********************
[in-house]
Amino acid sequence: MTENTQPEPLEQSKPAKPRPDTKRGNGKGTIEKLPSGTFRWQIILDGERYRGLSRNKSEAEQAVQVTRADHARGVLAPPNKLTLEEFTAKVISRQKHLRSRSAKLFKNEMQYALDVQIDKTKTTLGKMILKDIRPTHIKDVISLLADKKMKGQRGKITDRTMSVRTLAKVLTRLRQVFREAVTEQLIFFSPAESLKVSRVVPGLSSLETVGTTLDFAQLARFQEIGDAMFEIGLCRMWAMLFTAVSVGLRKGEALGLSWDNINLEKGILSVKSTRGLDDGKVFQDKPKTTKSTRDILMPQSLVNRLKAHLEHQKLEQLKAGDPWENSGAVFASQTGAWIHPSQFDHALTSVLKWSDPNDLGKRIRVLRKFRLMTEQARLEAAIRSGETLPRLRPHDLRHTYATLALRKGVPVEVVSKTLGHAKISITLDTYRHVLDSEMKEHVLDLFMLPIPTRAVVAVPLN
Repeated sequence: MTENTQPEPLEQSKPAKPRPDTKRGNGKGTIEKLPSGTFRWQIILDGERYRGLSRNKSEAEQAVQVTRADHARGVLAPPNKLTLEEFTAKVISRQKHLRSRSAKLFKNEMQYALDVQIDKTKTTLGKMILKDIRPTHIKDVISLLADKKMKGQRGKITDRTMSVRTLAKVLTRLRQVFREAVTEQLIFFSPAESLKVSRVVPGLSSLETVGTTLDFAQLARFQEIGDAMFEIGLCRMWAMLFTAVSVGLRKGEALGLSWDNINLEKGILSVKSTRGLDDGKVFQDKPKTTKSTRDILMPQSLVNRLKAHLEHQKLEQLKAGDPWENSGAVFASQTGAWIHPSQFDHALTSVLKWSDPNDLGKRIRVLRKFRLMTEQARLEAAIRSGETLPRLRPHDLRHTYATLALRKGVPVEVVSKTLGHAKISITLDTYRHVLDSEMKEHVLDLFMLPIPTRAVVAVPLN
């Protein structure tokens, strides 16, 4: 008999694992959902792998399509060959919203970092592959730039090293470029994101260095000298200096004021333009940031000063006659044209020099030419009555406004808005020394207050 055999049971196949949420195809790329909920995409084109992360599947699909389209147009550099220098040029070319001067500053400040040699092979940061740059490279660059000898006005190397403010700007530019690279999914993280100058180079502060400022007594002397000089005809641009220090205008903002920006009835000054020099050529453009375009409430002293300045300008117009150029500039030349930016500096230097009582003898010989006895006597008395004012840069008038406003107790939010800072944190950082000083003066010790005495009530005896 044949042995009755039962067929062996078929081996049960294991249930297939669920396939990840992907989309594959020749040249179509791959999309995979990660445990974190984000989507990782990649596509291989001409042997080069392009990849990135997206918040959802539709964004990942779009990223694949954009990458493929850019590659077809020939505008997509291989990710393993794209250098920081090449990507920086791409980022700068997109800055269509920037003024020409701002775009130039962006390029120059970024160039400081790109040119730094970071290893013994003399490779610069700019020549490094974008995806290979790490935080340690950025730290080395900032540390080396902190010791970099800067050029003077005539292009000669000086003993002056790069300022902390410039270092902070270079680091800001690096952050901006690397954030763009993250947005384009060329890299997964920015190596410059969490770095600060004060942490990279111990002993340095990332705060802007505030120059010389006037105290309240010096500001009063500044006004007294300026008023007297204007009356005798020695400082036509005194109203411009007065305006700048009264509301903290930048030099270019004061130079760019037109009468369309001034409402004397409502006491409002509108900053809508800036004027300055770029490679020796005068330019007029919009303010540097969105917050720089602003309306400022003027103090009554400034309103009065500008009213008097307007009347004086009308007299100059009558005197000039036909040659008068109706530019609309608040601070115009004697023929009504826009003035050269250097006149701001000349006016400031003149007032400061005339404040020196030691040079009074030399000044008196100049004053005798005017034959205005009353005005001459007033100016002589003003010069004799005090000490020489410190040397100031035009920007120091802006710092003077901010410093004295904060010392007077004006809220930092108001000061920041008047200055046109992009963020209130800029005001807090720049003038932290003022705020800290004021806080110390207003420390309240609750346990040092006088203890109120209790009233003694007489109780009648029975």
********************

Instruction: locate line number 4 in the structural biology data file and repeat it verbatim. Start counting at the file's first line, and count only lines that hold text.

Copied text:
């Protein structure tokens, strides 16, 4: 008999694992959902792998399509060959919203970092592959730039090293470029994101260095000298200096004021333009940031000063006659044209020099030419009555406004808005020394207050 055999049971196949949420195809790329909920995409084109992360599947699909389209147009550099220098040029070319001067500053400040040699092979940061740059490279660059000898006005190397403010700007530019690279999914993280100058180079502060400022007594002397000089005809641009220090205008903002920006009835000054020099050529453009375009409430002293300045300008117009150029500039030349930016500096230097009582003898010989006895006597008395004012840069008038406003107790939010800072944190950082000083003066010790005495009530005896 044949042995009755039962067929062996078929081996049960294991249930297939669920396939990840992907989309594959020749040249179509791959999309995979990660445990974190984000989507990782990649596509291989001409042997080069392009990849990135997206918040959802539709964004990942779009990223694949954009990458493929850019590659077809020939505008997509291989990710393993794209250098920081090449990507920086791409980022700068997109800055269509920037003024020409701002775009130039962006390029120059970024160039400081790109040119730094970071290893013994003399490779610069700019020549490094974008995806290979790490935080340690950025730290080395900032540390080396902190010791970099800067050029003077005539292009000669000086003993002056790069300022902390410039270092902070270079680091800001690096952050901006690397954030763009993250947005384009060329890299997964920015190596410059969490770095600060004060942490990279111990002993340095990332705060802007505030120059010389006037105290309240010096500001009063500044006004007294300026008023007297204007009356005798020695400082036509005194109203411009007065305006700048009264509301903290930048030099270019004061130079760019037109009468369309001034409402004397409502006491409002509108900053809508800036004027300055770029490679020796005068330019007029919009303010540097969105917050720089602003309306400022003027103090009554400034309103009065500008009213008097307007009347004086009308007299100059009558005197000039036909040659008068109706530019609309608040601070115009004697023929009504826009003035050269250097006149701001000349006016400031003149007032400061005339404040020196030691040079009074030399000044008196100049004053005798005017034959205005009353005005001459007033100016002589003003010069004799005090000490020489410190040397100031035009920007120091802006710092003077901010410093004295904060010392007077004006809220930092108001000061920041008047200055046109992009963020209130800029005001807090720049003038932290003022705020800290004021806080110390207003420390309240609750346990040092006088203890109120209790009233003694007489109780009648029975």